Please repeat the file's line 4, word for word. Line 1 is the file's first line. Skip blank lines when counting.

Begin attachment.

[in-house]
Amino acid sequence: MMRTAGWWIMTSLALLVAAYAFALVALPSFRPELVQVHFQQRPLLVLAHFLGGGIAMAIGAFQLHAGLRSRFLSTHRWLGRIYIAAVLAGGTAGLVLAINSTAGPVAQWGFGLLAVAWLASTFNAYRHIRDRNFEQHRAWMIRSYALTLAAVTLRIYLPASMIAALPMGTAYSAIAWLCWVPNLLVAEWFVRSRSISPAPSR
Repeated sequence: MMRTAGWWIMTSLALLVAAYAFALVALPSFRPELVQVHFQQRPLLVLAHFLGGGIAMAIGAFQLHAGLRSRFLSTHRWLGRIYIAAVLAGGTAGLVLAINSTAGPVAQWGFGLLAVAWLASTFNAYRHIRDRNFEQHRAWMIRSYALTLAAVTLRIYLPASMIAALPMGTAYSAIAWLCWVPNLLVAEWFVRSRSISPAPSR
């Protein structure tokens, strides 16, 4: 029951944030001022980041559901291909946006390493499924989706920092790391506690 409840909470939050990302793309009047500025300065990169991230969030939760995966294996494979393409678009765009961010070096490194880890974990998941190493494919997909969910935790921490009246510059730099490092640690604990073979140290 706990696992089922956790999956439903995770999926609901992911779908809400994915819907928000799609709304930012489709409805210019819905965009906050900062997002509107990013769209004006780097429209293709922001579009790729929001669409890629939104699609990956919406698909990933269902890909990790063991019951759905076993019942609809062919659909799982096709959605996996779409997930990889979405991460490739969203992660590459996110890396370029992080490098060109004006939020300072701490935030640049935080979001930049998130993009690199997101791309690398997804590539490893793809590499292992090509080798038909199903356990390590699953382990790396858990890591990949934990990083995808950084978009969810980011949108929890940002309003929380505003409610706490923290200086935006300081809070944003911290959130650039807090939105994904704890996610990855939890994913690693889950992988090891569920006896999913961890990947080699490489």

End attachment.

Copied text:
């Protein structure tokens, strides 16, 4: 029951944030001022980041559901291909946006390493499924989706920092790391506690 409840909470939050990302793309009047500025300065990169991230969030939760995966294996494979393409678009765009961010070096490194880890974990998941190493494919997909969910935790921490009246510059730099490092640690604990073979140290 706990696992089922956790999956439903995770999926609901992911779908809400994915819907928000799609709304930012489709409805210019819905965009906050900062997002509107990013769209004006780097429209293709922001579009790729929001669409890629939104699609990956919406698909990933269902890909990790063991019951759905076993019942609809062919659909799982096709959605996996779409997930990889979405991460490739969203992660590459996110890396370029992080490098060109004006939020300072701490935030640049935080979001930049998130993009690199997101791309690398997804590539490893793809590499292992090509080798038909199903356990390590699953382990790396858990890591990949934990990083995808950084978009969810980011949108929890940002309003929380505003409610706490923290200086935006300081809070944003911290959130650039807090939105994904704890996610990855939890994913690693889950992988090891569920006896999913961890990947080699490489």